Giving up perfectionism can be a tough and challenging journey, but definitely not an impossible one. Perfectionism can drive a wedge between you and your happiness, so letting it go is one of the best things you can do for yourself.
The steps in this post are the basis for the treatment for the kind of depression I discuss in my book, Perfectly Hidden Depression – which at its most severe, can become deadly – as the pressure to never fail, to never falter becomes more and more intense.
If you’re a perfectionist, it’s highly likely that you not only feel overwhelmed by the demands you place on yourself, you can also feel increasingly burdened by the ever-higher expectations that others develop for you.
Yet you can never.. ever… allow anyone to see your struggle.
Maybe you’re the teenage quarterback who has led your team to three state championships and now you’re being carefully watched by professional scouts. Or the young mother who’s been promoted at your job for your outstanding contributions, but you stay up late into the night to get that very work done. Perhaps you’re the attorney who has an almost perfect trial record, and now you’re attracting more and more difficult, time-consuming cases.
The pressure is intense. Yet not meeting these high expectations is something you cannot imagine – or you even fear.
Years ago, my at-the-time very perfectionistic self told a therapist, “If I don’t keep my thumb at my back, pushing myself every minute, I”m afraid that I’ll become a slug.”
Your belief is it’s the pressure that brings with it success. You don’t believe that innately you have what it takes. And you fear that others will see your vulnerabilities.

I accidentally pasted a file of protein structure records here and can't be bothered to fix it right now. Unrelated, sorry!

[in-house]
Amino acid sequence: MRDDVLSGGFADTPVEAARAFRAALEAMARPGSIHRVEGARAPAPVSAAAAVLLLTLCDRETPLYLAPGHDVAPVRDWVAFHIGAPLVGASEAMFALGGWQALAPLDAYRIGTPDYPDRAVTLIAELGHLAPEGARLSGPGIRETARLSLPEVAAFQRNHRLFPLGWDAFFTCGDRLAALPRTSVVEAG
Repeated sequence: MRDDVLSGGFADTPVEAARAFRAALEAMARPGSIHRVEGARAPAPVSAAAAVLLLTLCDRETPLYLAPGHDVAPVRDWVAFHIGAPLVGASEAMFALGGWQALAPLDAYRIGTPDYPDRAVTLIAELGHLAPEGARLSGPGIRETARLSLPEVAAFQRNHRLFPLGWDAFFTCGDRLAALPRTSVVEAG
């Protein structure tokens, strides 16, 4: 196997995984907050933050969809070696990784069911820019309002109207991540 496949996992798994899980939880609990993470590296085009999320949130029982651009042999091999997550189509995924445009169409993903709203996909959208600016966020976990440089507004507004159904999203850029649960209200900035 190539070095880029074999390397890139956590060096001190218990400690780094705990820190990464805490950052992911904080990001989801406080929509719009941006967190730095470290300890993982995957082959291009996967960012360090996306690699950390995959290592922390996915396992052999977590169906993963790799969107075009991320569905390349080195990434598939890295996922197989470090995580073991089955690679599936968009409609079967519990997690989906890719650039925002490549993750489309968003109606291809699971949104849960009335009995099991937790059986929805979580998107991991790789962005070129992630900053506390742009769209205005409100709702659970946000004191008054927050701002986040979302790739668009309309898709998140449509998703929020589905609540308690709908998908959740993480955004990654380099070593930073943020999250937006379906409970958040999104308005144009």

Fear is what keeps perfectionism alive. Fear of not being on top, of looking like you don’t have it all together, of making mistakes that will be noticed, of rejection or judgment. Fear that you won’t be as good as you were last time. And the list goes on.
5 Steps To Take If You’re Caught Up In A Perfectionist Spiral
1. Become conscious or aware that your perfectionism is a problem.
You likely created this perfect-looking persona to emotionally survive and perhaps even thrive as a child. No matter what the reason, it became the way you shielded and protected yourself. Giving it up or tweaking it a bit can lead to even greater fear, but remember that staying the way you are can feel intensely lonely.
Here’s an example to illustrate the difference. You’re holding a pen in your hand, gently but firmly. There’s little chance that it will fall. But what if you grasp it as hard as you can? You’re still holding the pencil but in a way that will only lead to exhaustion.
2. Commit to change at a reasonable pace.
Your fear of change can become so significant that you’ll put up barriers, justifying your frenzied life by saying, “It won’t get done if I don’t do it.” Or, “I’m the breadwinner in the family. We can’t get along on less money.” Or you’ll set perfectionistic standards for change, and sabotage yourself before you even get started. “I’ll lose ten pounds in two weeks.” Or, “I’ll give up all my responsibilities.”
Way too much, way too soon. Change needs to be gradual and gentle.
3. Confront the rigid rules that you’re still following — that no longer truly help.
We all learned rules to follow when we were young. You could probably sit down and write them out. “Don’t chew with your mouth full.” Or, “Always be kind.”
But are there rules that are keeping your more authentic self from being revealed? “I can never show anger.” Or, “I can’t quit until the job’s done.” Look for rules that are the “shoulds” and “oughts” in your life.